From mudbrick to steel, from ancient cliff dwellings to contemporary office towers, the University of Virginia Press ’ online resource, “SAH Archipedia” – developed in collaboration with the Society of Architectural Historians – provides a richly illustrated, peer-reviewed database of some of the most notable architecture in the United States.
The new resource, published by Rotunda, the press’ digital platform, examines thousands of buildings in the context of their communities and landscapes, explores all the forces that shaped them – from the aesthetic to the historical, economic and geographical – and presents them in a fully searchable XML-based environment.
Drawn from the press’ award-winning “Buildings of the United States” book series, “SAH Archipedia” includes histories and thematic essays on the District of Columbia, the Tidewater and Piedmont areas of Virginia, West Virginia, Rhode Island, Boston, eastern and western Pennsylvania, Michigan, Iowa, Colorado, Nevada and Alaska. The Society of Architectural Historians describes the database as a cross-section of the country that demonstrates the richness and diversity of architecture and building practices across many centuries.
Pauline Saliga, the society’s executive director, said she hopes the new online publication will be used by everyone who is interested in exploring the history of American architecture.
“SAH Archipedia” contains more than 8,500 building entries; 6,000 photographs and drawings; 4,300 individual architects and firms; 1,300 unique building types; and hundreds of periods, styles and building materials, each tagged for searching. All search results and individual entries appear on dynamically generated maps.
The site also includes the interpretive introductions from the first 12 print volumes of the “Buildings in the U.S.” series. The website will add content and images as new work is done. This material from the “Buildings in the U.S.” volumes will be supplemented with original digital content created and edited in an online authoring environment, yielding entries that will ultimately encompass all 50 states.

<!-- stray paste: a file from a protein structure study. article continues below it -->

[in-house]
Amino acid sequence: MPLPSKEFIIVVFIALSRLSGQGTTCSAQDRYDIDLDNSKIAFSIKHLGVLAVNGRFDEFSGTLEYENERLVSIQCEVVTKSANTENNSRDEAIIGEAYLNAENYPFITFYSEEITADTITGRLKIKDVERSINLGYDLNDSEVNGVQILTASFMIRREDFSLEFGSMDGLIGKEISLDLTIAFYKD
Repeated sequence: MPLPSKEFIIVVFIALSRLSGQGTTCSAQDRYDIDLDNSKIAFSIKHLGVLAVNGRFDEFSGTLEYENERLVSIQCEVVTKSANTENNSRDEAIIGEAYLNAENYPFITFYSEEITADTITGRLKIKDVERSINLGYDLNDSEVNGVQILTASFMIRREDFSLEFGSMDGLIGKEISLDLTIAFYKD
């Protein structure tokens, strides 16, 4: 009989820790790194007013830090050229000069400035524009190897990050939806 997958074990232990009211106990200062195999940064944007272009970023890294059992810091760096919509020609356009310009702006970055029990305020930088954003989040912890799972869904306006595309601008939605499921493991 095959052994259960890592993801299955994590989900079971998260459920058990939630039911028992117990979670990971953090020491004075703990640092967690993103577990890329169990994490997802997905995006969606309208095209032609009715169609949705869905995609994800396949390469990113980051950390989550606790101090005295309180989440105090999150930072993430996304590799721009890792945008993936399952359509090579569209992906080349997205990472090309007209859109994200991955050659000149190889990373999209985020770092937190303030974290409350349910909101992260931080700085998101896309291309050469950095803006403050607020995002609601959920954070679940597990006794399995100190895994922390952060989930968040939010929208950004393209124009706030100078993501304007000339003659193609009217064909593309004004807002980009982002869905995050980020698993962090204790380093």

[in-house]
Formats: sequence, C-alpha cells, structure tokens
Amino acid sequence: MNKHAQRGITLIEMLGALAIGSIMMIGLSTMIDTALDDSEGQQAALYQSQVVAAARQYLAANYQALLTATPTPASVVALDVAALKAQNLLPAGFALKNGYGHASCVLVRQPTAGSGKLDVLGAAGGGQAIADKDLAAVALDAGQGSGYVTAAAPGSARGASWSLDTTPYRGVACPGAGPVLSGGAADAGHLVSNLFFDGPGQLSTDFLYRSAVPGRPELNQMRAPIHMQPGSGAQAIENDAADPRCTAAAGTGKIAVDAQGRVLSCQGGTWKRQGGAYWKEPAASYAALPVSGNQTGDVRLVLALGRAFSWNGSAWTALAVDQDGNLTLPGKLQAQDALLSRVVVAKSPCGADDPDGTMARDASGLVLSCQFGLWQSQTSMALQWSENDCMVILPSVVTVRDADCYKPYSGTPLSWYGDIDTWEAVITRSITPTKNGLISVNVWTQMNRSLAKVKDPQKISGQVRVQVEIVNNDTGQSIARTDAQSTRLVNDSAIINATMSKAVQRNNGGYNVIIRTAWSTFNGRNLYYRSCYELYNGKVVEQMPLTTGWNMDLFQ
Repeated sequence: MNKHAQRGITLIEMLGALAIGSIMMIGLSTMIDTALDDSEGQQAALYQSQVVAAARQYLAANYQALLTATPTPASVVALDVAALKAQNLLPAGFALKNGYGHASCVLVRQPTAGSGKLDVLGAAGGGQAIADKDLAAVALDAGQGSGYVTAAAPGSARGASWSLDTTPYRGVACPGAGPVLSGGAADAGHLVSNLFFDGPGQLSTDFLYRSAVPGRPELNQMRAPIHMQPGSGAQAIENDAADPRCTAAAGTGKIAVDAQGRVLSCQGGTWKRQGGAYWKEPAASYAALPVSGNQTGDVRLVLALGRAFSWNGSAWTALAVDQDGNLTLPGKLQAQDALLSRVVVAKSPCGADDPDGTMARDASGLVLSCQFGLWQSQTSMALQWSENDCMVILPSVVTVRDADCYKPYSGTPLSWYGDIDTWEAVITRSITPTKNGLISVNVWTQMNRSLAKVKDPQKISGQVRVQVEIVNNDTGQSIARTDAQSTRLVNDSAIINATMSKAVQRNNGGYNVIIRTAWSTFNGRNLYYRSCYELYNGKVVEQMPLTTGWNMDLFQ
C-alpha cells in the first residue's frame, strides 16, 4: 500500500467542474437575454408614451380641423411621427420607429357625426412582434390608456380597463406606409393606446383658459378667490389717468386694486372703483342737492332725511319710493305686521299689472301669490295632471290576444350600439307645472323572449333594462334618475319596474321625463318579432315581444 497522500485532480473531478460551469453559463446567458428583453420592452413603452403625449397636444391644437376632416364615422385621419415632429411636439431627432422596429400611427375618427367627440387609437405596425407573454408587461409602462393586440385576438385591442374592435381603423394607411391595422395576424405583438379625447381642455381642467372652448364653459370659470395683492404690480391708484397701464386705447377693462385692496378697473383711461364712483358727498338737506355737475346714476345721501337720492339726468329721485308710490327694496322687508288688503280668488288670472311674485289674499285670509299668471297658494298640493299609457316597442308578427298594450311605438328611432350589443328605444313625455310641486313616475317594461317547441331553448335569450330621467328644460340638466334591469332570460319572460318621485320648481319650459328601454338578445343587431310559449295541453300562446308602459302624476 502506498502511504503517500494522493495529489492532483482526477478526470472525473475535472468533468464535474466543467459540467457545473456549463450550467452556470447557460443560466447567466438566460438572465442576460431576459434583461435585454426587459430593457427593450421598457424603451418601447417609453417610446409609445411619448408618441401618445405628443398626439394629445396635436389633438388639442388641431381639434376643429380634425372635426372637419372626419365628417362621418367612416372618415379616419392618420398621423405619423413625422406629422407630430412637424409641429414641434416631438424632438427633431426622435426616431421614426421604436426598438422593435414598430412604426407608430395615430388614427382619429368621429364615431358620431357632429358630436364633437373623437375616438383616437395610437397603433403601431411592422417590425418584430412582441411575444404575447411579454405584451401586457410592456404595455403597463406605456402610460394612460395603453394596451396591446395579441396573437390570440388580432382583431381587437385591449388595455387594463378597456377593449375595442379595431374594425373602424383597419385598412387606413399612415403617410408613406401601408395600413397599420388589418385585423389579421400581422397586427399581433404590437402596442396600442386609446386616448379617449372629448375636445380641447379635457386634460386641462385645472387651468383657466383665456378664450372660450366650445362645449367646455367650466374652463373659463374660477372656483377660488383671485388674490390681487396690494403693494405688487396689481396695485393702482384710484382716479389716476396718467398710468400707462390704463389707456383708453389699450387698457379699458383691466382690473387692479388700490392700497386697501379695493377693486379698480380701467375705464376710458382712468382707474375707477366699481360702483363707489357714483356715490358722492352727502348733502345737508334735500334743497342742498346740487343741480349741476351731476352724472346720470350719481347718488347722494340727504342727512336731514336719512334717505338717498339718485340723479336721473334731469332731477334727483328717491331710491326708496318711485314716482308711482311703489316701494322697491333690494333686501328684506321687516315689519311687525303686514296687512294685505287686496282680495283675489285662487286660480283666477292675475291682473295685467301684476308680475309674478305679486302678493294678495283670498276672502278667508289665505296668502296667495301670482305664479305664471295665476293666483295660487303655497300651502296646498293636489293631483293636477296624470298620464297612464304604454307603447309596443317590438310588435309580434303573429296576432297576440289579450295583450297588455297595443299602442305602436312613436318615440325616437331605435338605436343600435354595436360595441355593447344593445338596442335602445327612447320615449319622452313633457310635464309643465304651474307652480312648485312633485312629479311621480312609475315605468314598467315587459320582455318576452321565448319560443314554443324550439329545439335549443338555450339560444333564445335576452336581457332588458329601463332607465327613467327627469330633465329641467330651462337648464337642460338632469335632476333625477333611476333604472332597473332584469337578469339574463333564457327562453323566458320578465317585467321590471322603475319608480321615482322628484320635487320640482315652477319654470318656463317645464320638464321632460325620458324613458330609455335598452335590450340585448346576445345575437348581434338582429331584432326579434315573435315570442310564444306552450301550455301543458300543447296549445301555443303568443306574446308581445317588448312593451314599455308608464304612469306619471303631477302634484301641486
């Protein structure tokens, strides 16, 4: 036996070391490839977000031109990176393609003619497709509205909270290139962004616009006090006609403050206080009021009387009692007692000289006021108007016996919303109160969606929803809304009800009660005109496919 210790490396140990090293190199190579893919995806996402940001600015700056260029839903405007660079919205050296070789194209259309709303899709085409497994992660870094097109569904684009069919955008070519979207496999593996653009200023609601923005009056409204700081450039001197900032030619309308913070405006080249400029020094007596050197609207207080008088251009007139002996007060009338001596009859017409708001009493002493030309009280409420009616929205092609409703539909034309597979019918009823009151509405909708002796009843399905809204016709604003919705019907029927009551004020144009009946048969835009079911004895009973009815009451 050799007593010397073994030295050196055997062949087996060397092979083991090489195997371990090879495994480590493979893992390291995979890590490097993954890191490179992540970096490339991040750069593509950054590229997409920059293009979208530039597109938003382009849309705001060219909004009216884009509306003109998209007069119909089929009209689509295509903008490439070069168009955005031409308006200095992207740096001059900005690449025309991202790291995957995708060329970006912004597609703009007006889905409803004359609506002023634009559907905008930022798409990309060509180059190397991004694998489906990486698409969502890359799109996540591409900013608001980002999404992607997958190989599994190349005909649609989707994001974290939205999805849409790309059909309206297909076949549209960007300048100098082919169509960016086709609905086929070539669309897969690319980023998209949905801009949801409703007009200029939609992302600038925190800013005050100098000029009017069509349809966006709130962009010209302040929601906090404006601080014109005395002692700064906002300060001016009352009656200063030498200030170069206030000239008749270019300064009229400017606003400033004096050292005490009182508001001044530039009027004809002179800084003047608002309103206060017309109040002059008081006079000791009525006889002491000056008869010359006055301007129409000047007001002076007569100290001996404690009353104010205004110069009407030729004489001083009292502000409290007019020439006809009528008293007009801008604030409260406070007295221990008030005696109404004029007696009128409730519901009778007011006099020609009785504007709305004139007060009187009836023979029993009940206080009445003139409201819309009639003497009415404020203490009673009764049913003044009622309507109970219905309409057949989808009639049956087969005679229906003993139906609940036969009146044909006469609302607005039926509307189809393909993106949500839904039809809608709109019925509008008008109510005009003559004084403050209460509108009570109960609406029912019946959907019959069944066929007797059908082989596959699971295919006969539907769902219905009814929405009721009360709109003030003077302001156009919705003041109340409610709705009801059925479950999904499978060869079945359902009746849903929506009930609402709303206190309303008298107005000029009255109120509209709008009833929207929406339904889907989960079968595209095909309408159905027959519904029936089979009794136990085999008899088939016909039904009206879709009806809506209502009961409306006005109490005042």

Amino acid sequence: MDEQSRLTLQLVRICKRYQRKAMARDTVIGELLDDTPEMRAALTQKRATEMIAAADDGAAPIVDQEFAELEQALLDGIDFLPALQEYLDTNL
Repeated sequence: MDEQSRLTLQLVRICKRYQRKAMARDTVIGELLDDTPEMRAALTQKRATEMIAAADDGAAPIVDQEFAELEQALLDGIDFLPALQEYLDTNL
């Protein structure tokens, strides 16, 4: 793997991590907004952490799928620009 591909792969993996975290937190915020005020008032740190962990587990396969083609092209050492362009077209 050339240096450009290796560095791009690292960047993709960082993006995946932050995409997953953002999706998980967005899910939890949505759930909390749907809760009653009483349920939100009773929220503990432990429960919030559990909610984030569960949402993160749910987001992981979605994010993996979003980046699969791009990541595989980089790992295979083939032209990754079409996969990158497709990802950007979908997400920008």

“The University of Virginia Press has once again shown why it is considered the leading university press in pursuit of innovation in the digital humanities,” Saliga said.
“‘SAH Archipedia’ incorporates the spatial turn in digital humanities for the first time in a Rotunda publication,” said Mark Saunders, interim director of U.Va. Press. “As a collaboration between a university press and a scholarly society, it represents a new chapter in scholarly communications. From a publishing perspective, the project will be released in a hybrid model, blending licensed and free material, with a commitment to open metadata.”
“SAH Archipedia” will be released in two complementary versions: a scholars’ edition, for license to libraries; and a free website yet to be posted, “SAH Archipedia Classic Buildings,” which will feature more than 100 open-access entries on the most important buildings in each state.
“The launch of ‘SAH Archipedia’ is another step in the development of online scholarly resources that incorporates peer review, contextual information such as maps and satellite images, and tagging that provides further historical context,” said Ann Whiteside, librarian and assistant dean for information resources in the Frances Loeb Library of the Harvard Graduate School of Design. The online publication, she said, “has the potential to transform how architectural history is studied because of the way in which it marries imagery, scholarly rigor and database searchability within a single resource.”
The National Endowment for the Humanities provided major funding for “SAH Archipedia” and designated it a “We the People Project” for its role in encouraging and enhancing the teaching, study and understanding of American history, culture and democratic principles.
Additional funding was provided by the American Institute of Architects, the Graham Foundation for Advanced Study in the Fine Arts and Two Cat Digital, as well as U.Va. Press.